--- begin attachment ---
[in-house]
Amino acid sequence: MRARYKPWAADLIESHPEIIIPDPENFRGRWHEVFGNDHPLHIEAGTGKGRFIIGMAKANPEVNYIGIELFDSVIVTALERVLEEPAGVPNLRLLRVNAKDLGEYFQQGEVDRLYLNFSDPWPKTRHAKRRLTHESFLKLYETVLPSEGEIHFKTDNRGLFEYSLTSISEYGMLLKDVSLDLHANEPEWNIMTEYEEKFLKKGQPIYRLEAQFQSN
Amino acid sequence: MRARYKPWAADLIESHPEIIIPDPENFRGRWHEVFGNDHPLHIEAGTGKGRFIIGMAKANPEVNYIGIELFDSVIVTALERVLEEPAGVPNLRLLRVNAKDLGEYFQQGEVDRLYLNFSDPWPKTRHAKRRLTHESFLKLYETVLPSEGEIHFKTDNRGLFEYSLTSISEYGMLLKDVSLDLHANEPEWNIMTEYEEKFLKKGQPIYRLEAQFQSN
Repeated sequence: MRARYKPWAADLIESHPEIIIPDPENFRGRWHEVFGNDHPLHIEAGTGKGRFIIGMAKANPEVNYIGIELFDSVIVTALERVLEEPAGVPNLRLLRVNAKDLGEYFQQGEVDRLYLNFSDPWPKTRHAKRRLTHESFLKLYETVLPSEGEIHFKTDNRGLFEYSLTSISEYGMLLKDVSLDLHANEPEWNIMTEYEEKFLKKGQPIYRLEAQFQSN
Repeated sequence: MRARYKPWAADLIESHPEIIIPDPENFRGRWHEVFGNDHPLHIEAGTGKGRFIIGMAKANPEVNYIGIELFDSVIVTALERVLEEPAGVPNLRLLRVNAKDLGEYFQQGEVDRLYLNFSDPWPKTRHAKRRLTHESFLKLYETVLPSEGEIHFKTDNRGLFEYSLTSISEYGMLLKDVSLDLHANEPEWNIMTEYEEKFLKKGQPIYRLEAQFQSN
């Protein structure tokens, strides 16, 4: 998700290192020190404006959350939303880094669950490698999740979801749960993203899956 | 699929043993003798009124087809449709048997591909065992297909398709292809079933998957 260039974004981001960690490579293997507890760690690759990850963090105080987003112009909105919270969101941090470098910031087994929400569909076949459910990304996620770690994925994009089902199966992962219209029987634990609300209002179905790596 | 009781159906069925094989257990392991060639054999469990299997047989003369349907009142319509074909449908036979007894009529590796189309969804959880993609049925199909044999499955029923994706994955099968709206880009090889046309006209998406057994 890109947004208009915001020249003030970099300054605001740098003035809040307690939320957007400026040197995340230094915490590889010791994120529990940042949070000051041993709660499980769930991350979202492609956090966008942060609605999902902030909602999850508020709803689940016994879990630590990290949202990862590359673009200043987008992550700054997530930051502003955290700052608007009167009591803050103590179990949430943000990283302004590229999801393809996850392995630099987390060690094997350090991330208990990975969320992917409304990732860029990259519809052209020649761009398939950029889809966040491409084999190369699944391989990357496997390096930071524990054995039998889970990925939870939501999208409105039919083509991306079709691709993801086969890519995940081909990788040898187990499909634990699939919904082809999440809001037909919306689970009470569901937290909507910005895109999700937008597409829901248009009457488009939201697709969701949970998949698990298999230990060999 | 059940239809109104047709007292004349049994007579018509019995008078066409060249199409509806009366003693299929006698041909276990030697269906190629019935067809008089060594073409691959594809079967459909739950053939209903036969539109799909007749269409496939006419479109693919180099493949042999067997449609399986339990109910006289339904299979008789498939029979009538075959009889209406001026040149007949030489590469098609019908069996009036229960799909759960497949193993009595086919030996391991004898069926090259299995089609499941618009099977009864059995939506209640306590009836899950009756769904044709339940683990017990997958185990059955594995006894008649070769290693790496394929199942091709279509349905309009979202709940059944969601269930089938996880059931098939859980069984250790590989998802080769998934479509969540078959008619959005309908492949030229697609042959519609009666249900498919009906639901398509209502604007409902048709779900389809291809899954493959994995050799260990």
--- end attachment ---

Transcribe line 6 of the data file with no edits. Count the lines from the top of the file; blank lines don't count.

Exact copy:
């Protein structure tokens, strides 16, 4: 998700290192020190404006959350939303880094669950490698999740979801749960993203899956 | 699929043993003798009124087809449709048997591909065992297909398709292809079933998957 260039974004981001960690490579293997507890760690690759990850963090105080987003112009909105919270969101941090470098910031087994929400569909076949459910990304996620770690994925994009089902199966992962219209029987634990609300209002179905790596 | 009781159906069925094989257990392991060639054999469990299997047989003369349907009142319509074909449908036979007894009529590796189309969804959880993609049925199909044999499955029923994706994955099968709206880009090889046309006209998406057994 890109947004208009915001020249003030970099300054605001740098003035809040307690939320957007400026040197995340230094915490590889010791994120529990940042949070000051041993709660499980769930991350979202492609956090966008942060609605999902902030909602999850508020709803689940016994879990630590990290949202990862590359673009200043987008992550700054997530930051502003955290700052608007009167009591803050103590179990949430943000990283302004590229999801393809996850392995630099987390060690094997350090991330208990990975969320992917409304990732860029990259519809052209020649761009398939950029889809966040491409084999190369699944391989990357496997390096930071524990054995039998889970990925939870939501999208409105039919083509991306079709691709993801086969890519995940081909990788040898187990499909634990699939919904082809999440809001037909919306689970009470569901937290909507910005895109999700937008597409829901248009009457488009939201697709969701949970998949698990298999230990060999 | 059940239809109104047709007292004349049994007579018509019995008078066409060249199409509806009366003693299929006698041909276990030697269906190629019935067809008089060594073409691959594809079967459909739950053939209903036969539109799909007749269409496939006419479109693919180099493949042999067997449609399986339990109910006289339904299979008789498939029979009538075959009889209406001026040149007949030489590469098609019908069996009036229960799909759960497949193993009595086919030996391991004898069926090259299995089609499941618009099977009864059995939506209640306590009836899950009756769904044709339940683990017990997958185990059955594995006894008649070769290693790496394929199942091709279509349905309009979202709940059944969601269930089938996880059931098939859980069984250790590989998802080769998934479509969540078959008619959005309908492949030229697609042959519609009666249900498919009906639901398509209502604007409902048709779900389809291809899954493959994995050799260990």